In order to aid their survival, microorganisms form biofilms on surfaces. Gingivitis and other periodontal infections can be caused by bacterial accumulation and biofilm formation in subgingival regions. Oral disease mechanisms can be understood better by studying microbial composition and biofilm architecture.
Researchers at Procter & Gamble and the Fraunhofer Institute for Interfacial Engineering and Biotechnology used the Renishaw inViaTM Raman microscope, and employed confocal Raman microscopy and multivariate analysis to predict and split the two-subgingival bacteria species in a biofilm model.
Spectra were collected, by researchers, from two early colonizing species of bacteria, namely Actinomyces denticolens and Streptococci oralis. 300 spectra were collected from a mono-species biofilm for each bacterial strain, which showed differences between the species in terms of peak intensities. A principal component analysis (PCA) was then employed in order to separate the two species into two distinct clusters.
Average Raman spectra for A. denticolens and S. oralis mono-species biofilms. Spectral differences are represented in the absolute difference spectrum. The PCA score plot shows separation of the two bacterial species. Image Credit: Renishaw plc – Spectroscopy
Analysis of A. denticolens and S. oralis distribution. Morphology analysis and Raman analysis were directly compared using the same sample region. Image Credit: Renishaw plc – Spectroscopy
The researchers next collected Raman maps from a sample containing
A. denticolens and S. oralis, once they had clearly separated the two bacterial species using PCA. On a slide, the two species of bacteria were grown adjacent to each other, and confocal Raman spectroscopy was used to map the interface region between them. The bacteria were identified and separated using cluster analysis, which then gave rise to a well-defined edge at the interface between the two species.
The researchers also performed a morphological analysis on the same sample regions for validation of Raman mapping. The bacteria were then separated based on their shape (rod-shaped vs round) by this technique. The same clearly-defined boundary between the two bacterial species was revealed by morphology analysis species, validating the Raman analysis.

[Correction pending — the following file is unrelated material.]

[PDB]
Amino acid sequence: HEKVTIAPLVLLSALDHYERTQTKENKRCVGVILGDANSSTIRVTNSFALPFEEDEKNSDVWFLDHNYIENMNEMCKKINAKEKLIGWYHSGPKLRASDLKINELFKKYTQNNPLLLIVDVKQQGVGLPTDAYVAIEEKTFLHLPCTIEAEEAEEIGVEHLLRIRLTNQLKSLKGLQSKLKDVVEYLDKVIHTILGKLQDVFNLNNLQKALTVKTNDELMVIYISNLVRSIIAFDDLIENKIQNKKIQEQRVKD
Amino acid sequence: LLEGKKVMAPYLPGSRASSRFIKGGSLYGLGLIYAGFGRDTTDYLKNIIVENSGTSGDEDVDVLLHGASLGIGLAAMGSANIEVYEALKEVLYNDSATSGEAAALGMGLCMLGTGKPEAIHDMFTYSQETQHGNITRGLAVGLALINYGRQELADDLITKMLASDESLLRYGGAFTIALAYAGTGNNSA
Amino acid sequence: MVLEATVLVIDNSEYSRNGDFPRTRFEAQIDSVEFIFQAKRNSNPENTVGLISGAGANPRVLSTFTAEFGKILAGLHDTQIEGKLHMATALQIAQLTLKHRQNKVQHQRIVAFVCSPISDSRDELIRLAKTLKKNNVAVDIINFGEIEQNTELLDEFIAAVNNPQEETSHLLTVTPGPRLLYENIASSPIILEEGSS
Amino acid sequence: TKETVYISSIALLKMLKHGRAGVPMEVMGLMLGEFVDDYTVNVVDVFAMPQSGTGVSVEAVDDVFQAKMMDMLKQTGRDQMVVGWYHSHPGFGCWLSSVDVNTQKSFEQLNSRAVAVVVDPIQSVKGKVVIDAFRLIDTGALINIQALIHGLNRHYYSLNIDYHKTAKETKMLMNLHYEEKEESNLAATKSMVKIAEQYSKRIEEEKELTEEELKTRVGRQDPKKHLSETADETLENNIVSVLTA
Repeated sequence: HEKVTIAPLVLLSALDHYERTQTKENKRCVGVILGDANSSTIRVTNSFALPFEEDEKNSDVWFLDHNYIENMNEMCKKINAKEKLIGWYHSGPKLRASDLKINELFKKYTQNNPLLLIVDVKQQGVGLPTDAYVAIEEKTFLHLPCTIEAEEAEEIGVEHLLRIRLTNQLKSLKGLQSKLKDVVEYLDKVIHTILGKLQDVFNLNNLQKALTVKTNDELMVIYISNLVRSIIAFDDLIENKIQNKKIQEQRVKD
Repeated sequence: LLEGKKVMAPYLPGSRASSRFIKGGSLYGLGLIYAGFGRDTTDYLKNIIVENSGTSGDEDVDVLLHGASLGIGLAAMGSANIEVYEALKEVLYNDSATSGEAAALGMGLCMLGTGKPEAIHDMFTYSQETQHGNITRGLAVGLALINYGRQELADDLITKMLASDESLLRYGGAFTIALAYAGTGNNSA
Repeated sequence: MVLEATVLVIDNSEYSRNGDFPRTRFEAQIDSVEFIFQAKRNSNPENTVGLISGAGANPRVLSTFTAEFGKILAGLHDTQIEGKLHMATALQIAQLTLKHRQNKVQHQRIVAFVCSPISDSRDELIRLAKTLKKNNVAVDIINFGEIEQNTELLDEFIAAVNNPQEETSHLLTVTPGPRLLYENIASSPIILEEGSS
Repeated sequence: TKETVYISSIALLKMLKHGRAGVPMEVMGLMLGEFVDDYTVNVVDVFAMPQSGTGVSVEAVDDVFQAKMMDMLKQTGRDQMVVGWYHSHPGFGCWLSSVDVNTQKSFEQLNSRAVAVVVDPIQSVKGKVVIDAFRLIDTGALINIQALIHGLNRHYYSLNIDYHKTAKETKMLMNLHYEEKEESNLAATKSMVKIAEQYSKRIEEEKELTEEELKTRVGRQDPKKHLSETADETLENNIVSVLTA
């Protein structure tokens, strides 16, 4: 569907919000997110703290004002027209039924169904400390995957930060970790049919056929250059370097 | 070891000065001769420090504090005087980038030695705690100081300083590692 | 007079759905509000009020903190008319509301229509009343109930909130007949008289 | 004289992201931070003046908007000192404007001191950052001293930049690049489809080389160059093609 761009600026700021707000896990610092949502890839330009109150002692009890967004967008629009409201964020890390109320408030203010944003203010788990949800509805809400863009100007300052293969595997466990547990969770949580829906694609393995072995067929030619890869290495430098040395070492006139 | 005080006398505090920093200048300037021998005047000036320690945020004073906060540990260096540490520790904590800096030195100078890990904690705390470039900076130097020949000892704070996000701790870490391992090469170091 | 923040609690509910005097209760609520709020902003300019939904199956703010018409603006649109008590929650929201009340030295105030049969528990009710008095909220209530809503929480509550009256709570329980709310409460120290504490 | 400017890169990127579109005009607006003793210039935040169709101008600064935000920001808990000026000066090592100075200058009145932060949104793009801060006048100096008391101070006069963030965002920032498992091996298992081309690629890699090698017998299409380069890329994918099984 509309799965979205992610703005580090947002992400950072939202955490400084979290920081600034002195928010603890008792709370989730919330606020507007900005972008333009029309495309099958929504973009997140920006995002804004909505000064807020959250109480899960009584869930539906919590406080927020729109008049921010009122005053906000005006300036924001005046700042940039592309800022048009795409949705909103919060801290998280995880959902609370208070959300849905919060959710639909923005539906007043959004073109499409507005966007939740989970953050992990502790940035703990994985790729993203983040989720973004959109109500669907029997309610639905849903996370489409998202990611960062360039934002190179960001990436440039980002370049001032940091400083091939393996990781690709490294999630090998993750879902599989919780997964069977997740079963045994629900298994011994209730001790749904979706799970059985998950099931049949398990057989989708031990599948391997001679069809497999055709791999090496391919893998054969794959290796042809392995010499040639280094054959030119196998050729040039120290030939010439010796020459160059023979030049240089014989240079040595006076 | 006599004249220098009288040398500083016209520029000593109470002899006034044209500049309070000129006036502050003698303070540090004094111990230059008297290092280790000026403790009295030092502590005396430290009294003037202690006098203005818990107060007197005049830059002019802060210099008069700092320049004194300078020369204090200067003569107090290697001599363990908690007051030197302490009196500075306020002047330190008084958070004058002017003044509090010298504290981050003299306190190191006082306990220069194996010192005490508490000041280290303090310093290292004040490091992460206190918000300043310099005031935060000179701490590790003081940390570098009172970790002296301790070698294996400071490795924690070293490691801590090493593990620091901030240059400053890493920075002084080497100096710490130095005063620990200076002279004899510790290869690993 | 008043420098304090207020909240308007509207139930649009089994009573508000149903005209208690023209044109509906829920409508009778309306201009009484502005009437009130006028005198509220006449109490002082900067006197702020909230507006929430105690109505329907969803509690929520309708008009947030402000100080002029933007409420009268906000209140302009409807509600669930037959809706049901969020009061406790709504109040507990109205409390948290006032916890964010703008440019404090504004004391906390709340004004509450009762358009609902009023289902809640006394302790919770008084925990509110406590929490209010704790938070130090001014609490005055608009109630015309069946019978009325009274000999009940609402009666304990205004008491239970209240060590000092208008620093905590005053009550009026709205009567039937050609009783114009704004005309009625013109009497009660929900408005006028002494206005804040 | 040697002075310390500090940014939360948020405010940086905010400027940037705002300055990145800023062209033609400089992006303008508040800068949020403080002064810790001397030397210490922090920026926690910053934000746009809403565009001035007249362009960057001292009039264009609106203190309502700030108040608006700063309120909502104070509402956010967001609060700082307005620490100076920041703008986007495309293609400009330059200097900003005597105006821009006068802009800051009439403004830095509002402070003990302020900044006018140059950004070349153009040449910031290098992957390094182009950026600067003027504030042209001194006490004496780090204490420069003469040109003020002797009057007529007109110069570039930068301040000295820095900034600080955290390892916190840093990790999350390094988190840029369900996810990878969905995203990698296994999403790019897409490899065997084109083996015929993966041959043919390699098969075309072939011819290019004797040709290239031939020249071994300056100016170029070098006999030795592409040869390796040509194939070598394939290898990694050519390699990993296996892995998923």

Confocal Raman spectroscopy was then used by the researchers to analyze 15 random regions of an artificially grown bacterial biofilm. Cluster analysis was then used to separate A. denticolens and S. oralis in each region and then used to visualize the distribution of each species. The separation of the two bacterial species was validated by comparing the morphological analysis data with the Raman data.
The next step was to overlay the images from the two analyses: areas that could not be classified by morphological, or Raman analysis were labeled in blue.
The major clusters were correctly identified across all sample regions despite some discrepancies at the edges of the bacterial clusters. It was therefore confirmed that Raman spectroscopy could determine bacterial coverage in a dual-species biofilm.
Analysis of A. denticolens and S. oralis distribution in dual-species biofilms. Morphology analysis and Raman analysis were directly compared. Layover images show areas where species classification differed between morphology and Raman analysis (blue). Image Credit: Renishaw plc – Spectroscopy
In conclusion, a non-destructive, affordable method for studying biofilms is presented by confocal Raman spectroscopy. Information about biofilm composition and architecture is provided by the chemical fingerprint generated with Raman. Spectra can be effectively separated based on small differences thanks to subsequent multivariate analysis. This therefore shows how Raman spectroscopy could further ameliorate our understanding of oral disease progression.
This piece is a summary based on the piece Mapping of a Subgingival Dual-Species Biofilm Model Using Confocal Raman Microscopy, by Kriem Lukas Simon, Wright Kevin, Ccahuana-Vasquez Renzo Alberto, Rupp Steffen. This piece was originally published in Frontiers in Microbiology, 12, 2021; the original piece can be found by following this link: https://www.frontiersin.org/article/10.3389/fmicb.2021.729720
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